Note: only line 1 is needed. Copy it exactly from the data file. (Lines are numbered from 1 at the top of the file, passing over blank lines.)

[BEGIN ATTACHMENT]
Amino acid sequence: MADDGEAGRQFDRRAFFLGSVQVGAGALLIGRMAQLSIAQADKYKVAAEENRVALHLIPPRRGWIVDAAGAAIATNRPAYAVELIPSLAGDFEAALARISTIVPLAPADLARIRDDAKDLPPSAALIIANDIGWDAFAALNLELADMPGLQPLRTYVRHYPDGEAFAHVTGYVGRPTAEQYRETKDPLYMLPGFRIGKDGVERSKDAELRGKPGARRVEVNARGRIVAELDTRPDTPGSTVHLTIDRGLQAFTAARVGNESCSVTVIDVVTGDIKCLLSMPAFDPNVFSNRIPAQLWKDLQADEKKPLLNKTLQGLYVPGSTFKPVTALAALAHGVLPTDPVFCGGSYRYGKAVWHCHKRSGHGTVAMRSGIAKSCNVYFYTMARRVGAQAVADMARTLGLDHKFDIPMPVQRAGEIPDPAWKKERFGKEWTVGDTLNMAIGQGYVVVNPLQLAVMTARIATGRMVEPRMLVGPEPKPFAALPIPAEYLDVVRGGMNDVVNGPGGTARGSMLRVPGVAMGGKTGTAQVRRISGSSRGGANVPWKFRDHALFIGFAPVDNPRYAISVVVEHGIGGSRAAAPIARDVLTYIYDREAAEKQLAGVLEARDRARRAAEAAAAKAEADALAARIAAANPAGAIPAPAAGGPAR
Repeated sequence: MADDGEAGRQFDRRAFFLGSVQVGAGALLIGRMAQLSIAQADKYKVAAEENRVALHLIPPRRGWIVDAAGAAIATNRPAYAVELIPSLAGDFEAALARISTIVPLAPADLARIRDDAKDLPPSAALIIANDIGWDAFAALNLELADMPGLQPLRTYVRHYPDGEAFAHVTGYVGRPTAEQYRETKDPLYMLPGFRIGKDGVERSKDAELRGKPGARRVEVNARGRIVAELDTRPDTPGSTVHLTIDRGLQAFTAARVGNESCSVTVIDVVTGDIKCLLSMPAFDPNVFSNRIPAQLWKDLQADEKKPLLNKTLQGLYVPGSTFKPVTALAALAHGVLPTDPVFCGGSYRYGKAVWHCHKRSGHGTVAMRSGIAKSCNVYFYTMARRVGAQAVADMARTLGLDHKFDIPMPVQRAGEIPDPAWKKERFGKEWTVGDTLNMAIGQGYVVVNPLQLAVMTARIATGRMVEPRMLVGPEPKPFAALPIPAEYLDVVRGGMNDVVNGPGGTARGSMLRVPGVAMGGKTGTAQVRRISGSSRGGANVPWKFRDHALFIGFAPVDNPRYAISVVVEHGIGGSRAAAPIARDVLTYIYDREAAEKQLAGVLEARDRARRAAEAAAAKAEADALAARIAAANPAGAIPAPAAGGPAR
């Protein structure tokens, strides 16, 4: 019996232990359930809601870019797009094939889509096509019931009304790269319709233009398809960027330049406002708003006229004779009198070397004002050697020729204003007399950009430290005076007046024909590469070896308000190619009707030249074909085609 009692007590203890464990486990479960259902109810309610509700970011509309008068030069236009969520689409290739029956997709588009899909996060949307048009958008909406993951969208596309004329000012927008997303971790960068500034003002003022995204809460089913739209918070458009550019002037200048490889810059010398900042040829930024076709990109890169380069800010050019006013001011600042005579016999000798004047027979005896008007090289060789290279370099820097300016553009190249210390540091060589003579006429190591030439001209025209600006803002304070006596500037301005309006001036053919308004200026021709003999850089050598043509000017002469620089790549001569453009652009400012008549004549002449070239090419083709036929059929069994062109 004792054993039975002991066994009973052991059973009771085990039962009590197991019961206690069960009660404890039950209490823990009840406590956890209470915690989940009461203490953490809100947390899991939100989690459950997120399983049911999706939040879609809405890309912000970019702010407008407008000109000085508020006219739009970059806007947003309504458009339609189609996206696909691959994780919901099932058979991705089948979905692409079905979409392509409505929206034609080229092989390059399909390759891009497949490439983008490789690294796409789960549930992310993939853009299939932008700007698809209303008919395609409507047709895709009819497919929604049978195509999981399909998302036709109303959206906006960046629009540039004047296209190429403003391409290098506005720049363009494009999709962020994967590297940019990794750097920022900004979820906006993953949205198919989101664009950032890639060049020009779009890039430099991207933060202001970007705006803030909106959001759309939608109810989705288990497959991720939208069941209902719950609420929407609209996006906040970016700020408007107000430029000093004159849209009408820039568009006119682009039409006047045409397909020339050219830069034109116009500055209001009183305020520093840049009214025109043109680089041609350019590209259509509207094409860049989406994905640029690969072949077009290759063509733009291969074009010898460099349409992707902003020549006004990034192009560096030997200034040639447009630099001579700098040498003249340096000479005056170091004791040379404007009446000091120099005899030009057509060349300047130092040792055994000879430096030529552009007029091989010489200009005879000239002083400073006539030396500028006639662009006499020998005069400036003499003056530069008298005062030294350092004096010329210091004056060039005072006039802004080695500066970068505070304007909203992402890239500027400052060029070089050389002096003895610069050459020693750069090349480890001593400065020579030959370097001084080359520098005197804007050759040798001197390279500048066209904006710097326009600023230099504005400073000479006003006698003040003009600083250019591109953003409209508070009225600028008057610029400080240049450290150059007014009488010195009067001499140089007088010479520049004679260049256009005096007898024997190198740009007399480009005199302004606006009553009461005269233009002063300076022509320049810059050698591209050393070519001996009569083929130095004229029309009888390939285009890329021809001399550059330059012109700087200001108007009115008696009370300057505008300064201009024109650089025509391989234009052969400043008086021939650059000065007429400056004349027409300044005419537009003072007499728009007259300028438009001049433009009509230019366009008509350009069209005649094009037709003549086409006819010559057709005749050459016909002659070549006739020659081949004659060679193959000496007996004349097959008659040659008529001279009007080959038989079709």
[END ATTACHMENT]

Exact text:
Amino acid sequence: MADDGEAGRQFDRRAFFLGSVQVGAGALLIGRMAQLSIAQADKYKVAAEENRVALHLIPPRRGWIVDAAGAAIATNRPAYAVELIPSLAGDFEAALARISTIVPLAPADLARIRDDAKDLPPSAALIIANDIGWDAFAALNLELADMPGLQPLRTYVRHYPDGEAFAHVTGYVGRPTAEQYRETKDPLYMLPGFRIGKDGVERSKDAELRGKPGARRVEVNARGRIVAELDTRPDTPGSTVHLTIDRGLQAFTAARVGNESCSVTVIDVVTGDIKCLLSMPAFDPNVFSNRIPAQLWKDLQADEKKPLLNKTLQGLYVPGSTFKPVTALAALAHGVLPTDPVFCGGSYRYGKAVWHCHKRSGHGTVAMRSGIAKSCNVYFYTMARRVGAQAVADMARTLGLDHKFDIPMPVQRAGEIPDPAWKKERFGKEWTVGDTLNMAIGQGYVVVNPLQLAVMTARIATGRMVEPRMLVGPEPKPFAALPIPAEYLDVVRGGMNDVVNGPGGTARGSMLRVPGVAMGGKTGTAQVRRISGSSRGGANVPWKFRDHALFIGFAPVDNPRYAISVVVEHGIGGSRAAAPIARDVLTYIYDREAAEKQLAGVLEARDRARRAAEAAAAKAEADALAARIAAANPAGAIPAPAAGGPAR